The Seattle Times reported that a congressional committee has asked the Government Accountability Office (GAO) to look into more alleged conflicts of interest at the National Cancer Institute (NCI), a part of the National Institutes of Health (NIH).
The story is centered on Dr. Richard D. Klausner, former director of the NCI from 1995 to 2001. While Klausner was a candidate for two jobs at Harvard University, the university was competing for a $40 million contract from the NCI. Klausner eventually did not get a job at Harvard, but after leaving the NCI, "joined the board of a for-profit Boston company, Infinity Phamaceuticals, which was co-founded by a Harvard researcher who won the NCI contract, according to the Times.
The congressional committee concluded that "'documents and witness statements provide reasonable grounds to believe that NCI director participated personally and substantially as a government employee in matters affecting Harvard' in 1999."
In 2003, Klausner had told the Cancer Letter, "I had zero interaction during any point during the review and decision process. To this day, I have no idea who was on the [review] committee." However, the congressional committee wrote that Klausner "claimed in an e-mail that he personally recruited three of the ten member of the [above review] panel, according to records and interviews."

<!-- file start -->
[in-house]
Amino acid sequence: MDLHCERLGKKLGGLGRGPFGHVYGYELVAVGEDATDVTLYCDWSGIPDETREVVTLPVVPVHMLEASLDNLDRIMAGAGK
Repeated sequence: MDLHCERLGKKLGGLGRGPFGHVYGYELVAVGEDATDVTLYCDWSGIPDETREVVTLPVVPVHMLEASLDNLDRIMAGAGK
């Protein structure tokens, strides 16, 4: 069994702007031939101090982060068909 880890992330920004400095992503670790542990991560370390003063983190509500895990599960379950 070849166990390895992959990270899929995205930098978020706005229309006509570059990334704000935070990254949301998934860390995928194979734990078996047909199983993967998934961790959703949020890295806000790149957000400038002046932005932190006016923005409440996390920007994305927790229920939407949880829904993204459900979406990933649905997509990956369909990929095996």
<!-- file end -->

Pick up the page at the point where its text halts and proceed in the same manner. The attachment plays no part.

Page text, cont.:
Klausner is currently Executive Director of the Global Health Division of the Bill & Melinda Gates Foundation.
This adds to the increasing number of stories about conflicts of interest at the NIH from the 1990's through the beginning of the 21st century. Such stories, in my humble opinion, highlight the need for the more stringent policies on conflict of interest that have been put in place by the current NIH director, despite ongoing opposition by NIH staff who seem to prefer how things were in the 1990's. (See most recent post here.)
The NIH has tremendous influence on biomedical science, clinical medicine and health policy. The conflicts of interest reported in this and previous stories raise strong suspicions that some of this influence has in the past been wielded unfairly to benefit outside organizations rather than the general public, patients, and science.
For this once proud organization to regain the public trust, such conflicts need to be eliminated, even if some current NIH employees will have to do without fat consulting fees, and might even have to learn how to invest somewhere other than health related stocks.
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